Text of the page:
The Paul McCartney Project

The Family Way - Original Soundtrack Recording

Timeline See what happened in 1967
UK release date:
Jan 06, 1967
US release date:
Jun 12, 1967

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Track list

Disc 1


1.

Cue 2M1 / 2M4

Studio version


2.

5M1 / 11M3

Studio version


3.

6M4 / 7M2

Studio version


4.

6M2 / 1M2

Studio version


5.

10M1 / 6M3 / 4M1 / 1M3 / 1M4

Studio version


6.

Love In The Open Air (7M3)

Written by Paul McCartney

Studio version


7.

2M5

Studio version


8.

1M1

Studio version


9.

7M1

Studio version


10.

11M1 / 11M2 / 10M3 / 8M1

Studio version


11.

12M1

Studio version


12.

13M1

Studio version


13.

13M2

Studio version


14.

Theme from The Family Way

Studio version

About

From Wikipedia:

The Family Way is a soundtrack recording composed by Paul McCartney, released in January 1967. The album is the soundtrack to the 1966 film of the same name, directed by Roy Boulting and starring Hayley Mills. The album was credited to “The George Martin Orchestra” and issued under the full title The Family Way (Original Soundtrack Album). A 45rpm single, again credited to the George Martin Orchestra, was issued on 23 December 1966, comprising “Love in the Open Air” backed with “Theme From ‘The Family Way‘”, as United Artists UP1165.

The Family Way won an Ivor Novello Award in 1967 and was remastered and released on CD in 1996 with new musical compositions not on the original 1967 soundtrack album.

The recording took place over November and December 1966, before the Beatles began work on their album Sgt. Pepper’s Lonely Hearts Club Band. McCartney’s involvement in the project was minimal, according to biographer Howard Sounes, who quotes George Martin’s recollection that he had to “pester Paul for the briefest scrap of a tune” with which to start writing the score. After McCartney had provided “a sweet little fragment of a waltz tune“, Martin continued, “I was able to complete the score.

Although The Family Way was released in January 1967, most commentators consider George Harrison’s Wonderwall Music (1968), also a film soundtrack, to be the first solo album by a member of the Beatles. Unlike with McCartney’s film score, Harrison directed and produced the recordings for Wonderwall Music, in addition to playing on some of the album.

Following a 2003 CD reissue in mono, in 2011 a new remastered version of the soundtrack was released by Varese Vintage that featured the original 1967 score by Paul McCartney in the original sequence, remastered from the original first generation stereo master tapes, and included the unreleased stereo mix of “A Theme From The Family Way” as a bonus track, which had appeared originally as the B-side of the 1966 UK/US 7-inch single by the Tudor Minstrels.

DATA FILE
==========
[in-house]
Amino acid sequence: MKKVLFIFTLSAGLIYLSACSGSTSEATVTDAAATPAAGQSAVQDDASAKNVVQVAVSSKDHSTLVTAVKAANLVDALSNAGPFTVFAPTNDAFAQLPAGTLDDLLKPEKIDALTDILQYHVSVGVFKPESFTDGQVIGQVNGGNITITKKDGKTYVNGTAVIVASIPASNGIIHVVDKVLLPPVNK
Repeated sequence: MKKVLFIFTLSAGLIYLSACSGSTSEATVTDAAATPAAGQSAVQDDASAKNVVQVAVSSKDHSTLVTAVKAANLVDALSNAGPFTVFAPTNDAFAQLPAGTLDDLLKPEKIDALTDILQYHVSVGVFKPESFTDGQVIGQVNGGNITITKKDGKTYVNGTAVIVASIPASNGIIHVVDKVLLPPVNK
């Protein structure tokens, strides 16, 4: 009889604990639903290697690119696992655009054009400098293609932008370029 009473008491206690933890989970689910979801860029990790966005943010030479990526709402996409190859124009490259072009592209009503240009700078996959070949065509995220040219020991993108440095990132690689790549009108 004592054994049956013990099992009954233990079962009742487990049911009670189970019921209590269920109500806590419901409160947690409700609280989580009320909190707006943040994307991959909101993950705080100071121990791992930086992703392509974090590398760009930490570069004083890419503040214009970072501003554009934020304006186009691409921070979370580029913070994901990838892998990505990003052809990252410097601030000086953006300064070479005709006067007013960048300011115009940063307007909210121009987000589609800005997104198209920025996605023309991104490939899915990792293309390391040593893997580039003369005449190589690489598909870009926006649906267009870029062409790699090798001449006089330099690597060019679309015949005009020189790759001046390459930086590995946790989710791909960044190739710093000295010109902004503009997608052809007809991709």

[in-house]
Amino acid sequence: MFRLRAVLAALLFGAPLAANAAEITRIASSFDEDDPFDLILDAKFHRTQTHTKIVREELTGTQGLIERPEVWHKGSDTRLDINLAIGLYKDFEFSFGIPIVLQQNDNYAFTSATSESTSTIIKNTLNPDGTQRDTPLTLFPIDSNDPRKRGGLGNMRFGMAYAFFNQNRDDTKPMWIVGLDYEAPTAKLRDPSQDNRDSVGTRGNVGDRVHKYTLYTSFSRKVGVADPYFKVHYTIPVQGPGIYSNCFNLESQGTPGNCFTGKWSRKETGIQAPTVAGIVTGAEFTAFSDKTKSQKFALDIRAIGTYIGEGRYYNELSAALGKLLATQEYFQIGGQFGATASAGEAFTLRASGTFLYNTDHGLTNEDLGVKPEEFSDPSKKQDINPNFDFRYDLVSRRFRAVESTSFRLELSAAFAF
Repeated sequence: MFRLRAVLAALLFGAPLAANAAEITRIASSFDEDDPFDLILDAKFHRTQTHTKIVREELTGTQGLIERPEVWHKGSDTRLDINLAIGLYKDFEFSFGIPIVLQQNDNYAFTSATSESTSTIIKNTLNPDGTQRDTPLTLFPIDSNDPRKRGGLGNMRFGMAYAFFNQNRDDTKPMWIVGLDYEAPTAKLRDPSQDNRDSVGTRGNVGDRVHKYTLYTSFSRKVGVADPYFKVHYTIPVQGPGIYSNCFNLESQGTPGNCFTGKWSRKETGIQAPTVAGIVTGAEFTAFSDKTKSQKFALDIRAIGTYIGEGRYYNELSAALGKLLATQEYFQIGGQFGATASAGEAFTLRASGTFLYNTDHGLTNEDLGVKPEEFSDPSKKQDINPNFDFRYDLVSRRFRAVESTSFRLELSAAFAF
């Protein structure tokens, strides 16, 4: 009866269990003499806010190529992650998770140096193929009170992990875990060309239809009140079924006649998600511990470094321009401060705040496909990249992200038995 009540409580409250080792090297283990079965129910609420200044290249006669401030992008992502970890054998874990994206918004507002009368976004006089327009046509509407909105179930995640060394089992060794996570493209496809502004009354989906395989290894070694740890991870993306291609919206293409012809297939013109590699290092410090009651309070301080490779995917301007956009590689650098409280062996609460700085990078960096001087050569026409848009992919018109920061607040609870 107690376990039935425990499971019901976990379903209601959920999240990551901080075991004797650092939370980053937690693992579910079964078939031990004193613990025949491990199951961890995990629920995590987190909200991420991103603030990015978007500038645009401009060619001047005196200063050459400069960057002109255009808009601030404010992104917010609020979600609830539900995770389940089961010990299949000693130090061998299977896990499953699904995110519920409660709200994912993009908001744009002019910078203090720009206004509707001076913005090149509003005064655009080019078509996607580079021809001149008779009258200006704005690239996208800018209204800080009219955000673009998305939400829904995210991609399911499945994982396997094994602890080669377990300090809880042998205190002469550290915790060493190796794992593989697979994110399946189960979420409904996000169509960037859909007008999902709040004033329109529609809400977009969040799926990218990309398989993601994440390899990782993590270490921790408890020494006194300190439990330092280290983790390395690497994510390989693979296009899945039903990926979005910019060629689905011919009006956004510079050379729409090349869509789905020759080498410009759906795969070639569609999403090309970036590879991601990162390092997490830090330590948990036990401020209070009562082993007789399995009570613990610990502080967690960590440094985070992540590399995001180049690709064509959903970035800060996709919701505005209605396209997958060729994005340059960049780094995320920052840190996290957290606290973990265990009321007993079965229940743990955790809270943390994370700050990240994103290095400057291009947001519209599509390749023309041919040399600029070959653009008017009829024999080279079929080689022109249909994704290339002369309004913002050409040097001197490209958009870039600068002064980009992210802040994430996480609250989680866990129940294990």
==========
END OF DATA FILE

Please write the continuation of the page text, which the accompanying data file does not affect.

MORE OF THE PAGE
From A Moral To This Song blog – Paul McCartney interview, May 23, 1995:

LAVERDIERE: [The Family Way soundtrack] was actually the first time you would officially compose outside the Lennon-McCartney tandem.

PAUL: Yes, and you know, it’s funny. That’s true. It’s funny because talking to Yoko recently, you know, you talk about all these things that happen way back in history. It turns out John was not pleased; but I didn’t know ‘til a year ago that he wasn’t pleased. He always told me, “Fine.” ‘Cause he’d been acting in a film – he did a film called How I Won The War – so we started to do little solo thing, just for a change, just for a break, and so I assumed, I asked him, “Is it okay with you?” He said, “Yeah, fine, fine.”

But Yoko told me that he was actually a little bit put off by that, because he hoped probably that I would say Lennon-McCartney will write this together. But to me it seemed a good opportunity to get away of what I did normally. But Yoko just told me apparently John was a little bit hurt about that. Which is sad. But we did actually talk about it. He just never told me at that time. He probably just covered up.

LAVERDIERE: Because that was the first time we could read: music composed by Paul McCartney?

PAUL: Yeah, that’s right. For me it was very interesting, because it allowed me something of my own. You know, like women these days want to get away from their husbands, get a life of their own. It was a bit that. Because with The Beatles, it was a bit like a marriage. It was quite good to just get away do something of my own. I think if I’d known John was disturbed, I would have just asked him to join me. We could have done that.

Last updated on January 21, 2017


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